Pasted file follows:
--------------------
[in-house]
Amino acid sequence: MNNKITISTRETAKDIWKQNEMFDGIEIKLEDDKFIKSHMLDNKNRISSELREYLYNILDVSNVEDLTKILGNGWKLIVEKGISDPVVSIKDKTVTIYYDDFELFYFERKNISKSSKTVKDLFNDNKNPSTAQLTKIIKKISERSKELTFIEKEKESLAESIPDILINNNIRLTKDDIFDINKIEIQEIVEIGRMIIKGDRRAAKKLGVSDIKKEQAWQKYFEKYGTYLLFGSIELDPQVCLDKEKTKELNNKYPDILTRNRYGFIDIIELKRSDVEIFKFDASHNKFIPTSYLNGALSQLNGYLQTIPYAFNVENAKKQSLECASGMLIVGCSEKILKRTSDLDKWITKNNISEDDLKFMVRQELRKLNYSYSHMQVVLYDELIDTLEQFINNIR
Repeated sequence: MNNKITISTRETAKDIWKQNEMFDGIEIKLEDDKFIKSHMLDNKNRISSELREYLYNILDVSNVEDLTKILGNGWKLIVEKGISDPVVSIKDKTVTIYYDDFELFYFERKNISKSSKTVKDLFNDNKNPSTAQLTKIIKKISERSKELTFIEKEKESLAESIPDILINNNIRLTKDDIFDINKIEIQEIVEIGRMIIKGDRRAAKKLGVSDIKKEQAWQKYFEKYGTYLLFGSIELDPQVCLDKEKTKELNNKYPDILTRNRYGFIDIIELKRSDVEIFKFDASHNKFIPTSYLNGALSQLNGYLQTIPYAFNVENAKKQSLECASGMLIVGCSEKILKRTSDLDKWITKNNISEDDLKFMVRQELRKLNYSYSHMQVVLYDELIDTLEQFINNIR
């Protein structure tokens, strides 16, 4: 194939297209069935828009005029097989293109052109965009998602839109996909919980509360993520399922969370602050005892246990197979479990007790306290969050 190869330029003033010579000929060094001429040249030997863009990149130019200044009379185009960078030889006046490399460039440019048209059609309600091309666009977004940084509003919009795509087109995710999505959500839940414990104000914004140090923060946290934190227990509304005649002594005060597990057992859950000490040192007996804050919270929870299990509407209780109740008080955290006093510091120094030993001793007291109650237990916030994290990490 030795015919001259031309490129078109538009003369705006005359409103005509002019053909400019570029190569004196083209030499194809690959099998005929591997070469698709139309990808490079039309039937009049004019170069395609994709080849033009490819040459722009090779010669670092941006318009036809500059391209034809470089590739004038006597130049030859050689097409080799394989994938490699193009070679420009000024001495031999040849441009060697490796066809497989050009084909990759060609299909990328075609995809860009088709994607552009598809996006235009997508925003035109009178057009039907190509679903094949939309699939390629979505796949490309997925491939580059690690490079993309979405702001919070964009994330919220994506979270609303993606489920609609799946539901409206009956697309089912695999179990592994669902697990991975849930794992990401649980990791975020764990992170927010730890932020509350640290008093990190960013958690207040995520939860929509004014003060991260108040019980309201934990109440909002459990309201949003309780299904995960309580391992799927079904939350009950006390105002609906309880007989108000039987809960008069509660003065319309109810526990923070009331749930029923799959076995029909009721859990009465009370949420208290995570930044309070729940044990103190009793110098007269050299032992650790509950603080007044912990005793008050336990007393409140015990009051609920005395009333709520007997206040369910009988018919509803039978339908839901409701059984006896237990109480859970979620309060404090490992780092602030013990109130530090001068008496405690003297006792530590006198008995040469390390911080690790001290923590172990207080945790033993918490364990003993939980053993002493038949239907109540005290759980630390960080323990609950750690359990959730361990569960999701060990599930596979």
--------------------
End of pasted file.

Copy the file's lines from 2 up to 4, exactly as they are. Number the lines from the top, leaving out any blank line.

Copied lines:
Amino acid sequence: MNNKITISTRETAKDIWKQNEMFDGIEIKLEDDKFIKSHMLDNKNRISSELREYLYNILDVSNVEDLTKILGNGWKLIVEKGISDPVVSIKDKTVTIYYDDFELFYFERKNISKSSKTVKDLFNDNKNPSTAQLTKIIKKISERSKELTFIEKEKESLAESIPDILINNNIRLTKDDIFDINKIEIQEIVEIGRMIIKGDRRAAKKLGVSDIKKEQAWQKYFEKYGTYLLFGSIELDPQVCLDKEKTKELNNKYPDILTRNRYGFIDIIELKRSDVEIFKFDASHNKFIPTSYLNGALSQLNGYLQTIPYAFNVENAKKQSLECASGMLIVGCSEKILKRTSDLDKWITKNNISEDDLKFMVRQELRKLNYSYSHMQVVLYDELIDTLEQFINNIR
Repeated sequence: MNNKITISTRETAKDIWKQNEMFDGIEIKLEDDKFIKSHMLDNKNRISSELREYLYNILDVSNVEDLTKILGNGWKLIVEKGISDPVVSIKDKTVTIYYDDFELFYFERKNISKSSKTVKDLFNDNKNPSTAQLTKIIKKISERSKELTFIEKEKESLAESIPDILINNNIRLTKDDIFDINKIEIQEIVEIGRMIIKGDRRAAKKLGVSDIKKEQAWQKYFEKYGTYLLFGSIELDPQVCLDKEKTKELNNKYPDILTRNRYGFIDIIELKRSDVEIFKFDASHNKFIPTSYLNGALSQLNGYLQTIPYAFNVENAKKQSLECASGMLIVGCSEKILKRTSDLDKWITKNNISEDDLKFMVRQELRKLNYSYSHMQVVLYDELIDTLEQFINNIR
């Protein structure tokens, strides 16, 4: 194939297209069935828009005029097989293109052109965009998602839109996909919980509360993520399922969370602050005892246990197979479990007790306290969050 190869330029003033010579000929060094001429040249030997863009990149130019200044009379185009960078030889006046490399460039440019048209059609309600091309666009977004940084509003919009795509087109995710999505959500839940414990104000914004140090923060946290934190227990509304005649002594005060597990057992859950000490040192007996804050919270929870299990509407209780109740008080955290006093510091120094030993001793007291109650237990916030994290990490 030795015919001259031309490129078109538009003369705006005359409103005509002019053909400019570029190569004196083209030499194809690959099998005929591997070469698709139309990808490079039309039937009049004019170069395609994709080849033009490819040459722009090779010669670092941006318009036809500059391209034809470089590739004038006597130049030859050689097409080799394989994938490699193009070679420009000024001495031999040849441009060697490796066809497989050009084909990759060609299909990328075609995809860009088709994607552009598809996006235009997508925003035109009178057009039907190509679903094949939309699939390629979505796949490309997925491939580059690690490079993309979405702001919070964009994330919220994506979270609303993606489920609609799946539901409206009956697309089912695999179990592994669902697990991975849930794992990401649980990791975020764990992170927010730890932020509350640290008093990190960013958690207040995520939860929509004014003060991260108040019980309201934990109440909002459990309201949003309780299904995960309580391992799927079904939350009950006390105002609906309880007989108000039987809960008069509660003065319309109810526990923070009331749930029923799959076995029909009721859990009465009370949420208290995570930044309070729940044990103190009793110098007269050299032992650790509950603080007044912990005793008050336990007393409140015990009051609920005395009333709520007997206040369910009988018919509803039978339908839901409701059984006896237990109480859970979620309060404090490992780092602030013990109130530090001068008496405690003297006792530590006198008995040469390390911080690790001290923590172990207080945790033993918490364990003993939980053993002493038949239907109540005290759980630390960080323990609950750690359990959730361990569960999701060990599930596979």